If you want to bring someone around to your way of thinking, you should make sure they have a cup of coffee in their hand, according to research showing that caffeine makes us more open to persuasion.
The Australian researchers say a caffeine hit improves our ability to process information and increases the extent to which we listen to and take on board a persuasive message. They tested this by quizzing people about their attitudes to voluntary euthanasia and abortion before and after either the equivalent of about two cups of coffee or a placebo.
They were also given a persuasive argument to read after having the caffeine.
The experiments showed that "caffeine increases persuasion through instigating systematic processing of the message".
But caffeine also puts people in a better mood, which makes them more likely to agree with a message, the researchers say.
The research is posted on the Queensland University of Technology website and is submitted for publication in the European Journal of Social Psychology.
Co-author Dr Blake McKimmie says the research suggests that caffeine increases our ability to scrutinise the content of a message.
The study has implications for advertisers, he says, because it suggests that they should schedule adverts for times when people are likely to be consuming caffeine, such as breakfast time.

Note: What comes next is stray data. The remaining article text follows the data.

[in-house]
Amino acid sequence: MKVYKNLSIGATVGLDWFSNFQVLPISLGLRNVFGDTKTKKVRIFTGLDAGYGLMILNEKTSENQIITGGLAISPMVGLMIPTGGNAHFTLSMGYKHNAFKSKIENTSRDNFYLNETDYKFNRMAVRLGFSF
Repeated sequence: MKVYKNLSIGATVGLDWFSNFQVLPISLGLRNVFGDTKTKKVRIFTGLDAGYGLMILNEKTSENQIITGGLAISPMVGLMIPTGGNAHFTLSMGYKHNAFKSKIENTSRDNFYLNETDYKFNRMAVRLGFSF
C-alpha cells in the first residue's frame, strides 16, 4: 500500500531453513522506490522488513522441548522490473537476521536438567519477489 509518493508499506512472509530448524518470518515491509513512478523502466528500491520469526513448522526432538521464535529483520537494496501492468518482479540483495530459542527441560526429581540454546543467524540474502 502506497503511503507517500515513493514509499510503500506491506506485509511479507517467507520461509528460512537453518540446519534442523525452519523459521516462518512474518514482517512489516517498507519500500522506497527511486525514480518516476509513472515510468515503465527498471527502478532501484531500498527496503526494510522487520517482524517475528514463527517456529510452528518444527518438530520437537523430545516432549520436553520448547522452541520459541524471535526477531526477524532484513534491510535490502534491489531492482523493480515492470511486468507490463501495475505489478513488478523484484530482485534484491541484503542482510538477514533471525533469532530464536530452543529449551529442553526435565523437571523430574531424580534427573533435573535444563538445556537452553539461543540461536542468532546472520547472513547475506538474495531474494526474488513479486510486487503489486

Drinking too much coffee, however, means we are more likely to be distracted by peripheral factors, rather than the strength of the argument.
"So if you're looking at an advertisement you may be more distracted by the attractiveness of the person selling it than the actual product," he said.
Caffeine and the brain
Associate Professor Pradeep Nathan of Monash University, an expert in behavioural neuroscience who was not involved in the research, says caffeine stimulates the central nervous system including the brain, where it affects several neurotransmitters.
The Melbourne-based researcher says it improves memory and makes us pay closer attention to tasks at hand.
"It does improve attention and it can improve memory, so by being more attentive and remembering your attitude to a particular thing may change," he says.
"If you're more attentive, yes [it does have implications for advertising]. Advertising works on the principle of getting people's attention, you want to get as many people interested in your ads as possible."
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